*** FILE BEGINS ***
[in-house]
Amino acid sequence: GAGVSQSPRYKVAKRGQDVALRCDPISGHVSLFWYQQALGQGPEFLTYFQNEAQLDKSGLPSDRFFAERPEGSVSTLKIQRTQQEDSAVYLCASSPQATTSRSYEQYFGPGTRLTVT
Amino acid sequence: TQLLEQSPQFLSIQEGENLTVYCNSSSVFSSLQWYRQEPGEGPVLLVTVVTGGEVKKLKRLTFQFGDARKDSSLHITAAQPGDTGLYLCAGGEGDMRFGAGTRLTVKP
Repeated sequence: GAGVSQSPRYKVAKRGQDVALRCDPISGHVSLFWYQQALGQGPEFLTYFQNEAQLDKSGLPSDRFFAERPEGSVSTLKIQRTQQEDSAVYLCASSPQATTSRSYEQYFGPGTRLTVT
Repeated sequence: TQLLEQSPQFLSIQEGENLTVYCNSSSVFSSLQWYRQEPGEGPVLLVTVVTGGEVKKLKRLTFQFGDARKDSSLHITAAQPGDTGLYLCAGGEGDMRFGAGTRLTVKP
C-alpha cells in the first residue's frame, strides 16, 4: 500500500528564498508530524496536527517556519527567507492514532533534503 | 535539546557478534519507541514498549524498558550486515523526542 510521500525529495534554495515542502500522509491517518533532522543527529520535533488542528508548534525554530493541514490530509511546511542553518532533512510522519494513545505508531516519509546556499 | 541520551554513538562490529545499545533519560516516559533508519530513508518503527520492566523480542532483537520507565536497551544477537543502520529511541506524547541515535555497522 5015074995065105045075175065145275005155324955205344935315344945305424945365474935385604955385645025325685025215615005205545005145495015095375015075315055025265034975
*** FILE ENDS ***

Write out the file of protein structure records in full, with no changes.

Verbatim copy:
[in-house]
Amino acid sequence: GAGVSQSPRYKVAKRGQDVALRCDPISGHVSLFWYQQALGQGPEFLTYFQNEAQLDKSGLPSDRFFAERPEGSVSTLKIQRTQQEDSAVYLCASSPQATTSRSYEQYFGPGTRLTVT
Amino acid sequence: TQLLEQSPQFLSIQEGENLTVYCNSSSVFSSLQWYRQEPGEGPVLLVTVVTGGEVKKLKRLTFQFGDARKDSSLHITAAQPGDTGLYLCAGGEGDMRFGAGTRLTVKP
Repeated sequence: GAGVSQSPRYKVAKRGQDVALRCDPISGHVSLFWYQQALGQGPEFLTYFQNEAQLDKSGLPSDRFFAERPEGSVSTLKIQRTQQEDSAVYLCASSPQATTSRSYEQYFGPGTRLTVT
Repeated sequence: TQLLEQSPQFLSIQEGENLTVYCNSSSVFSSLQWYRQEPGEGPVLLVTVVTGGEVKKLKRLTFQFGDARKDSSLHITAAQPGDTGLYLCAGGEGDMRFGAGTRLTVKP
C-alpha cells in the first residue's frame, strides 16, 4: 500500500528564498508530524496536527517556519527567507492514532533534503 | 535539546557478534519507541514498549524498558550486515523526542 510521500525529495534554495515542502500522509491517518533532522543527529520535533488542528508548534525554530493541514490530509511546511542553518532533512510522519494513545505508531516519509546556499 | 541520551554513538562490529545499545533519560516516559533508519530513508518503527520492566523480542532483537520507565536497551544477537543502520529511541506524547541515535555497522 5015074995065105045075175065145275005155324955205344935315344945305424945365474935385604955385645025325685025215615005205545005145495015095375015075315055025265034975